Hypothyroidism Part 1

Hypothyroidism, or a decreased function of the thyroid gland due to decreasing levels of thyroid hormone has multiple manifestations. Low thyroid hormone production can result in depression, constipation, weight gain, headaches, rigid brittle striated nails, rough dry skin, menstrual irregularities and fluid retention. Hypothyroidism can also present with poor circulation, slow speech, anxiety and panic attacks, poor memory and an inability to concentrate. Signs of low thyroid function also include cold hands and feet, cold intolerance, reduced heart rate, slow movements and morning stiffness. A puffy face, swollen eyelids and a decreased sexual interest are also noted.

Another part of the picture includes insomnia, fatigue, low body temperature, a horse, husky voice, sparse coarse dry hair, muscle cramps and drooping eyelids. If you notice thin eyebrows or loss of eyebrow hair especially on the outer boarders of the brow, this sign can be diagnostic of hypothyroidism. Disease states associated with hypothyroidism include hypercholesterolemia, infertility, PMS, hyperinsulinemia, fibrocystic breast disease, nutritional imbalances and myxedema. Thyroid hormones interact with most systems in the body and decreased function also can precipitate iron deficiency anemia, B12 deficiency, bipolar disorders, heart disease, asthma, hypertension and gall stones as well as erectile dysfunction in men.

Low thyroid function can result in a thickened and weakened bone structure resulting in osteoporosis. If these individuals are treated with thyroid replacement, remodeling to stronger bones occurs within 6-12 months.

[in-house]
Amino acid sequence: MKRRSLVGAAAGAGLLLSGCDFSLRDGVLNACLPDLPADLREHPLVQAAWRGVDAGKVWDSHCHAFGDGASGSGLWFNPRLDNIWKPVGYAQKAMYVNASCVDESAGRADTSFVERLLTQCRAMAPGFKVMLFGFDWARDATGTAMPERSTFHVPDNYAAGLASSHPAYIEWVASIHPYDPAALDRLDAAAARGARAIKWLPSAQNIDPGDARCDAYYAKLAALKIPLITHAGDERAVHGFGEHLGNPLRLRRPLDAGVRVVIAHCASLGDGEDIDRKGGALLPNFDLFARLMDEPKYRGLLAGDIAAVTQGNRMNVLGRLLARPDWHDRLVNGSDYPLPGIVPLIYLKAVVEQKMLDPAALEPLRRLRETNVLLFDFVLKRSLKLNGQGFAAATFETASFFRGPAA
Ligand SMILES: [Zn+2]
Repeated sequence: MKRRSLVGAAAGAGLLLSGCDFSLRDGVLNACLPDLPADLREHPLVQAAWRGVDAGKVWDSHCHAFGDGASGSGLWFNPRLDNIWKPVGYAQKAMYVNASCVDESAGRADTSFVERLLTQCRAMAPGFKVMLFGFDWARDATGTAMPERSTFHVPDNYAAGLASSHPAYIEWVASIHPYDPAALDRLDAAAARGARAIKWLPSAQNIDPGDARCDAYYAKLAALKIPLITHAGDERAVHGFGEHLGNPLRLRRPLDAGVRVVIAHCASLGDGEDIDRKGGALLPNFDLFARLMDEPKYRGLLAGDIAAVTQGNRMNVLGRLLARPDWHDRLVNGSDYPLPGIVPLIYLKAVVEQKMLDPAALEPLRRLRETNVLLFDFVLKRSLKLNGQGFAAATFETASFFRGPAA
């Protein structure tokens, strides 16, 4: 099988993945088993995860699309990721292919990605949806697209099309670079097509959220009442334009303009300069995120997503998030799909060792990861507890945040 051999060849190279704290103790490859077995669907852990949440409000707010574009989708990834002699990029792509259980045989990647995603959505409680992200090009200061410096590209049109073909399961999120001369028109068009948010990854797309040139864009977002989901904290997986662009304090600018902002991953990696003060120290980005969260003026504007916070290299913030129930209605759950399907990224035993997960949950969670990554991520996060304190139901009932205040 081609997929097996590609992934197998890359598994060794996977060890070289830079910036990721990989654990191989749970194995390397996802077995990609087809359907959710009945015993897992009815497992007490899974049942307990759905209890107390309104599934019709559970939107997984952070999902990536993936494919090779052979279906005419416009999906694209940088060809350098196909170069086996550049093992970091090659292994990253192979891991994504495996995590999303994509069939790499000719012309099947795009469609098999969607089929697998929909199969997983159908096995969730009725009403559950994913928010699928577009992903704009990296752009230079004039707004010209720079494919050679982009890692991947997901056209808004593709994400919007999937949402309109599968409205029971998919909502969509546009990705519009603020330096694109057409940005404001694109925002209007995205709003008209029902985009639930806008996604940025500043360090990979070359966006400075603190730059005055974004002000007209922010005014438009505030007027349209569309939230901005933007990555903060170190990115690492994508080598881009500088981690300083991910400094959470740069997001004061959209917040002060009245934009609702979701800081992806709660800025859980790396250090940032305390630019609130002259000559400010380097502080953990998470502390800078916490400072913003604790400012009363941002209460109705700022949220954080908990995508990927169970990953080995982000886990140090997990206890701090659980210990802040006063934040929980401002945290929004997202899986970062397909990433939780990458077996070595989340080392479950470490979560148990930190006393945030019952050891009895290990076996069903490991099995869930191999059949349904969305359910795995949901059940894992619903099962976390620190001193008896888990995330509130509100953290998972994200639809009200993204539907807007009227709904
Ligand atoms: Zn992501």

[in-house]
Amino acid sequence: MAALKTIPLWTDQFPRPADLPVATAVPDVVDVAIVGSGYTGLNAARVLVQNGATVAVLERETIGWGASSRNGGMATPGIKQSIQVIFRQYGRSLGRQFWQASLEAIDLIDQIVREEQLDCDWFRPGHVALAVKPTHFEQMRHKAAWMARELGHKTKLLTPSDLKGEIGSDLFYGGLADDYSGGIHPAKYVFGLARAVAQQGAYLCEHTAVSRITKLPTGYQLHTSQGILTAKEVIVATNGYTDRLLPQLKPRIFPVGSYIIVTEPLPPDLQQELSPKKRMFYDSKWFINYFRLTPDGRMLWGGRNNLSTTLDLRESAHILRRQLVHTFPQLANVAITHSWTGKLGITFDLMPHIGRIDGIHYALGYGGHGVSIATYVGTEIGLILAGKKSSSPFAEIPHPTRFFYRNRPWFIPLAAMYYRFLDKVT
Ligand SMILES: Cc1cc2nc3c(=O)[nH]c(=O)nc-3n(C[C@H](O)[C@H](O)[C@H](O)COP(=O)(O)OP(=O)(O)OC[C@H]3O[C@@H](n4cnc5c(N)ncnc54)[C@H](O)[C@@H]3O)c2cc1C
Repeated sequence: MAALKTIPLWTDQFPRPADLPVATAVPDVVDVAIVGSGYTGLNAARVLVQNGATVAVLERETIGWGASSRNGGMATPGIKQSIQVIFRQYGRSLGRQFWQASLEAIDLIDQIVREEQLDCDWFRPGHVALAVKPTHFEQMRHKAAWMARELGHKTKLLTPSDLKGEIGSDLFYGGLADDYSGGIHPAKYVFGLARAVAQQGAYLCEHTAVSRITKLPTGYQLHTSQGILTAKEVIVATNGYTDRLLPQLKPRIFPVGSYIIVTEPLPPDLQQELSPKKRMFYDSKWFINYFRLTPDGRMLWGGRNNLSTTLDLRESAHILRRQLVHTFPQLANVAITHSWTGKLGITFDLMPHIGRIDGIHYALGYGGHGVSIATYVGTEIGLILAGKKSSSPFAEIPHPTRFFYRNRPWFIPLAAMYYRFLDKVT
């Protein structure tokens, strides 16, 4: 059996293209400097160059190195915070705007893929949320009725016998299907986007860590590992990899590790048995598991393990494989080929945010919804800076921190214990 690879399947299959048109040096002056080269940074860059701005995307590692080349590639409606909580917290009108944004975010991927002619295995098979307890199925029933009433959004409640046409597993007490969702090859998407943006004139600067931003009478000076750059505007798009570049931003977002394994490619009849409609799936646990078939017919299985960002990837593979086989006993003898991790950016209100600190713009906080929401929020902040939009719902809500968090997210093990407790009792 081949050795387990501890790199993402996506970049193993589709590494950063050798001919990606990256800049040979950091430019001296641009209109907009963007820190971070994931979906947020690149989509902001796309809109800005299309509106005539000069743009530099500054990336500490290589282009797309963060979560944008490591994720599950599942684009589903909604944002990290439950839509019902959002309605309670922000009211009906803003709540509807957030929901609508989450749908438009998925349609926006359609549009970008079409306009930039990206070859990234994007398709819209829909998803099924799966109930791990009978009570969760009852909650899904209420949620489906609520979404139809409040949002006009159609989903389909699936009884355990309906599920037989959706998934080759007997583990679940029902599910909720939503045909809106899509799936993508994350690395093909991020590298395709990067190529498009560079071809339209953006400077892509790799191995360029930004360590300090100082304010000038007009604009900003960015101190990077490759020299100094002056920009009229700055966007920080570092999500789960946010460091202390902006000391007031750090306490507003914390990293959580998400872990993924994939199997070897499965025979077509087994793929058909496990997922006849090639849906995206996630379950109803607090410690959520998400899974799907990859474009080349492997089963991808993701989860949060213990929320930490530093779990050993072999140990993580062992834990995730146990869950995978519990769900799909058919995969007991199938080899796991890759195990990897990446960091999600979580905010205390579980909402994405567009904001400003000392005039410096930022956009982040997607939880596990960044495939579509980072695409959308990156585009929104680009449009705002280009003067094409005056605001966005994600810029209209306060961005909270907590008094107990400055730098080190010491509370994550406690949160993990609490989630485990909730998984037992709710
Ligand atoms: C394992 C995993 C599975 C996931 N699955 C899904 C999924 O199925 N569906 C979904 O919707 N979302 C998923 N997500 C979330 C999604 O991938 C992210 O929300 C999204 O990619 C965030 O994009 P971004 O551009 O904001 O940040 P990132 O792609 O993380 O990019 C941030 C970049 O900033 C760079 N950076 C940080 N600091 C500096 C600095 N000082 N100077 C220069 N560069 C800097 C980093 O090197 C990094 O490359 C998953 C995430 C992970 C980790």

The two main thyroid hormones are T3 and T4. The thyroid gland produces T4 which is converted into the active hormone T3. Certain cofactors are needed to initially produce T4. If the patient is deficient in zinc, copper, Vitamins A, B2, B3, B6 and C there will be decreased production of T4. The conversion of T4 to T3 requires the action of a group of enzymes called 5’deiodinases. Elements that affect the production of this enzyme include selenium deficiency, stress, heavy metal toxicities including cadmium, mercury or lead, starvation, inadequate protein intake, high carbohydrate diet, elevated cortisol levels, chronic illness, decreased kidney or liver function and inflammation. there factors that can cause an inability to convey T4 into T3 include nutrient deficiencies including iodine, iron, selenium, zinc and Vitamins A and B. Medications including beta blockers, birth control pills, estrogen, lithium, theophylline and chemotherapy can also cause this decreased conversion. Diet and nutrition plays a big role. Too many cruciferous vegetables, low protein, low fat, low c carbohydrate, excessive alcohol, walnuts and soy can all cause decreased conversion of T4 to T3. Finally, aging, diabetes, lead, mercury, pesticides, radiation and stress all play an important role in decreasing this important conversion. This is a lot to digest, but the thyroid gland is very important for overall metabolic regulation and also very sensitive to many factors. Tomorrow, we delve deeper and talk about T3.

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